I hate waking up early in the morning. If I had it my way I wouldn’t wake up until I was completely ready and then my housekeeper would tiptoe in with a tray of hot cocoa and pastries. I would then read in my bed until I was ready to face the day.
Unfortunately I don’t have a housekeeper and I seem to be the person most able, in my house, to get out of bed in the morning. Because of this most of the morning prodding tends to be my job. Let me tell you how this morning went:
I’m dreaming a bizarre dream about my neighbor taking me to a fabulous cowboy store/restaurant when I’m so rudely awakened by the sound of a nasty alarm. Slam! I hit the snooze button and I am at peace once again. 20 seconds later (ok, it’s really 9 minutes later) the nasty alarm pushes its way into my dreams again. Buzz! Slam! Peace. Buzz! Slam! Ok Kristen you really have to get up now.
I drag my lazy carcass out of bed and begin the morning wake up calls. “Honey, it’s time to get up,” I whisper. My second born rises up like a zombie crawling out of the grave.
I shuffle to my firstborn’s room and quietly say, “It’s time to get up and get ready for school.” There is no movement. I say more loudly, “Hey, it’s time to get up!” She is a little unpredictable and some days she will go back to sleep when I leave the room. Today she is a trooper and finishes her morning rituals on time.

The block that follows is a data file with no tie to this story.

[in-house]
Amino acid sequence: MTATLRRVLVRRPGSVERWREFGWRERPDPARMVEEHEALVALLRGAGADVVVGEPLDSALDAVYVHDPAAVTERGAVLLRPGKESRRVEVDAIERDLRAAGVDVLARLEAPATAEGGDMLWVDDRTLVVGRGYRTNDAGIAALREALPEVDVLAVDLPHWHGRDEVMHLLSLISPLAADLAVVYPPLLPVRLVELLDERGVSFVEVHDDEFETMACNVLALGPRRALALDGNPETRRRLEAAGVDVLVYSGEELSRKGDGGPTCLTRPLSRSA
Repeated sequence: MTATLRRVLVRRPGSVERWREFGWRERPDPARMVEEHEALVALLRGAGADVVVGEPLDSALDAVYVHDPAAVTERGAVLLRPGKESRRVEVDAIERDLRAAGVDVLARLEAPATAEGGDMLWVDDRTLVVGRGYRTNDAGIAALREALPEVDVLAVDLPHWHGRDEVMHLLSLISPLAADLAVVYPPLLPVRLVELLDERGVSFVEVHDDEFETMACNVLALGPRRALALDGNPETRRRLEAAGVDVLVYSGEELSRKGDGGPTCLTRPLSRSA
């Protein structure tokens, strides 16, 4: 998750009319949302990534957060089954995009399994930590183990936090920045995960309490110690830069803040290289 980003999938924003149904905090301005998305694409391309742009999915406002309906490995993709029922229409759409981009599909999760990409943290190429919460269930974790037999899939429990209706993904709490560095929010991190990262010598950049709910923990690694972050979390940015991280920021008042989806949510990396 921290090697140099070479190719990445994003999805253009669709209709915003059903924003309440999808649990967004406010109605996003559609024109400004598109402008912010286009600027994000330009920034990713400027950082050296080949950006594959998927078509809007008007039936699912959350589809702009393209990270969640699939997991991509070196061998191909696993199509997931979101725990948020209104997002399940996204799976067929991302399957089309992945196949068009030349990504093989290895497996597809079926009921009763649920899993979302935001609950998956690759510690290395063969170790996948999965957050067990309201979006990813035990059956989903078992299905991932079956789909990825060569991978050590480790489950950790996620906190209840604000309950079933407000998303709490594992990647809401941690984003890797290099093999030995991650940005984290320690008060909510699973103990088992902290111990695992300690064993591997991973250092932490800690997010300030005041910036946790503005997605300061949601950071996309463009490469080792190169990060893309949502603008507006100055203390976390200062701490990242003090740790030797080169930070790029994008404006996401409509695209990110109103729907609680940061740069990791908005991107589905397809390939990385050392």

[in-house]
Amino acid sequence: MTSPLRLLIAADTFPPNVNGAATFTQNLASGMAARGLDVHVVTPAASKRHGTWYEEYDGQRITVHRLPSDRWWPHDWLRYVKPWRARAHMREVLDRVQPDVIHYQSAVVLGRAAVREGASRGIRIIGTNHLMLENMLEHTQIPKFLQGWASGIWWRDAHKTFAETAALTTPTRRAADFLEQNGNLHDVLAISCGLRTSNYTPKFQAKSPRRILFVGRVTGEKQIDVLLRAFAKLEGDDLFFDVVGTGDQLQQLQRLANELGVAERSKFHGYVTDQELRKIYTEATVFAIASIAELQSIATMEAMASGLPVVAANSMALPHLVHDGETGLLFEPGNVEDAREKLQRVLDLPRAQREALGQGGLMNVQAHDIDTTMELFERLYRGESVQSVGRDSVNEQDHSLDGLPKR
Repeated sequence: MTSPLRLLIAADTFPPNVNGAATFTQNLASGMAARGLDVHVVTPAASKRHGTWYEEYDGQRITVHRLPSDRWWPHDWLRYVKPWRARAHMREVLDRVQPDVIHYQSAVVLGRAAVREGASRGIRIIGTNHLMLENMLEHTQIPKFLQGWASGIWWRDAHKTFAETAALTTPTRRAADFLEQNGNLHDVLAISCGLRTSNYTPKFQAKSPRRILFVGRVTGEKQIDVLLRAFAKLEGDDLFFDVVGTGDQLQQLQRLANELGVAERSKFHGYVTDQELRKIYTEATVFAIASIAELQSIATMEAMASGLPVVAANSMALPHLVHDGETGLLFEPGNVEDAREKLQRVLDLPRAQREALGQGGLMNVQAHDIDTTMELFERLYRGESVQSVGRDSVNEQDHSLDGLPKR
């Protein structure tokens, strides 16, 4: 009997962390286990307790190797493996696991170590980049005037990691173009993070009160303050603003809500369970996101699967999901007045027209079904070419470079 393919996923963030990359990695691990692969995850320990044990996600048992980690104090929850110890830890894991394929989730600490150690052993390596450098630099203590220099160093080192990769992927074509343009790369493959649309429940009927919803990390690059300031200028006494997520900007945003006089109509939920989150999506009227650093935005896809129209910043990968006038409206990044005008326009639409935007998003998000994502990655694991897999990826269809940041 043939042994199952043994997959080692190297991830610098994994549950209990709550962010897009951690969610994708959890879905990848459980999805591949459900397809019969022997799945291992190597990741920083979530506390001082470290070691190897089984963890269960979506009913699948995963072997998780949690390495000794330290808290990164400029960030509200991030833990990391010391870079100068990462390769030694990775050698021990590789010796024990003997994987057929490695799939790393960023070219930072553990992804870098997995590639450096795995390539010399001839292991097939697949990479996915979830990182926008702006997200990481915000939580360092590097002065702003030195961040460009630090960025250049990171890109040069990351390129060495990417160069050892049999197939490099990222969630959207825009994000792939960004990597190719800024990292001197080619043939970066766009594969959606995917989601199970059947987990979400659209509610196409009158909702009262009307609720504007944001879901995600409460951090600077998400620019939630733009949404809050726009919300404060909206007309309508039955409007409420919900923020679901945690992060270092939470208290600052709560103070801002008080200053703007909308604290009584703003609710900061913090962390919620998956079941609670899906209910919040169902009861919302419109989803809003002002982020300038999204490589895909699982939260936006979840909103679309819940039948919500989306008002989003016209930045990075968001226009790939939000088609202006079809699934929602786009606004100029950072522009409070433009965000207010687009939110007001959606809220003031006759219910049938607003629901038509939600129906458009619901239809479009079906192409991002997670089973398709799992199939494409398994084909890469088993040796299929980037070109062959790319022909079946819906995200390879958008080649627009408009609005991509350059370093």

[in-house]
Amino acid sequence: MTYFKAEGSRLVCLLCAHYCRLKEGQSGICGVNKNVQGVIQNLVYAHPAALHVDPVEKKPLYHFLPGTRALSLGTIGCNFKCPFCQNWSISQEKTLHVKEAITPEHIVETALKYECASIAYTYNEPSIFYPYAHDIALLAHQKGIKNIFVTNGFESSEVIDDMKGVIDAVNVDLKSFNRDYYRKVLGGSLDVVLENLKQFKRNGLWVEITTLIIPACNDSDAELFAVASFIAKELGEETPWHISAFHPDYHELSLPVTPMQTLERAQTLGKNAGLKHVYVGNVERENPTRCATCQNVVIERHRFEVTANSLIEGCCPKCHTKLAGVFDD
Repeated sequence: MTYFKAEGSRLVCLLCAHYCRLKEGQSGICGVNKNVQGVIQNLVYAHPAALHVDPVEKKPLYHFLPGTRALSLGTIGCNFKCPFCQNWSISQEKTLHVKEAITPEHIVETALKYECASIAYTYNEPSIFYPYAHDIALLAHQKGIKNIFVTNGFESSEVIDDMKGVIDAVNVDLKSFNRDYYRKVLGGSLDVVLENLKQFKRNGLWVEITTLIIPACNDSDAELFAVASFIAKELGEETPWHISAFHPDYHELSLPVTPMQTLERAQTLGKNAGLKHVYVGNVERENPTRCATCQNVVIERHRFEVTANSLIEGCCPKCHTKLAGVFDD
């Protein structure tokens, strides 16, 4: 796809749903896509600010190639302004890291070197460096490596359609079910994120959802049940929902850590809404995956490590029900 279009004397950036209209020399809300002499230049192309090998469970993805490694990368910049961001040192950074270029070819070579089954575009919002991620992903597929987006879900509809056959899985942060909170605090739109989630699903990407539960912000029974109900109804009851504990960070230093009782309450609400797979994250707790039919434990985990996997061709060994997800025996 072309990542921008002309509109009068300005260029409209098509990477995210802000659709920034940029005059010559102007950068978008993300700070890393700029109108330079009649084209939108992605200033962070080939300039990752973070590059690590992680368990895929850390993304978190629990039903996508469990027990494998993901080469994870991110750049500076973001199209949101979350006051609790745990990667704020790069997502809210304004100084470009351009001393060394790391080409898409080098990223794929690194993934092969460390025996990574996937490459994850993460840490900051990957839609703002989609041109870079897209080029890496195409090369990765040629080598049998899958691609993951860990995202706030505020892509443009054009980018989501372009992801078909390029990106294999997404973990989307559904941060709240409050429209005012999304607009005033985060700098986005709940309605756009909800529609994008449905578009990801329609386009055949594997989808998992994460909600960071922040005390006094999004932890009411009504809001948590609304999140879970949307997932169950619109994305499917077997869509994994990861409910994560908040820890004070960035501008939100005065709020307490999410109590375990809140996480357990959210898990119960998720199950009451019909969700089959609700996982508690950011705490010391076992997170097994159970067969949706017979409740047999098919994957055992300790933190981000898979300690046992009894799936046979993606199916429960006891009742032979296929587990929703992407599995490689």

Child number two gives me fits this morning. She can’t find her backpack, or she can’t find the right socks. She is also a little bit weepy and whiney today. It’s not a good morning for this routine because we got up a little late and to our surprise the school bus has arrived early. I send the first child off to the bus and resign myself to the fact that I’m going to have drive my second born to school once we find the elusive socks. I hate driving my kids to school because the traffic is horrible.
Luckily we find the socks quickly and as we’re getting ready to head out the door I notice that the school bus is still waiting at the stop. I start shouting to my daughter, “Hurry! Your bus is still here and you’re getting on it!”
We run over to the fence and I hoist her up. She looks at me and says, “Mom, it’s too far down. I can’t do it.”
I then scale the fence, grab her by the arms, and lower her down the other side. After she is safely down she starts to meander towards the bus. I start shouting, “Run!” I continue to scream that to her whenever she looks like she might be slowing down. She makes it on to the bus and heads off to school.
I look down at myself and realize that I’m standing on a 10 foot fence, in my pajamas, with bed head, screaming “Run!” in front of a line of commuters heading for work. I wonder what the topic of the next HOA meeting will be.
I don’t care; I’d do it all over again to get that kid on the bus!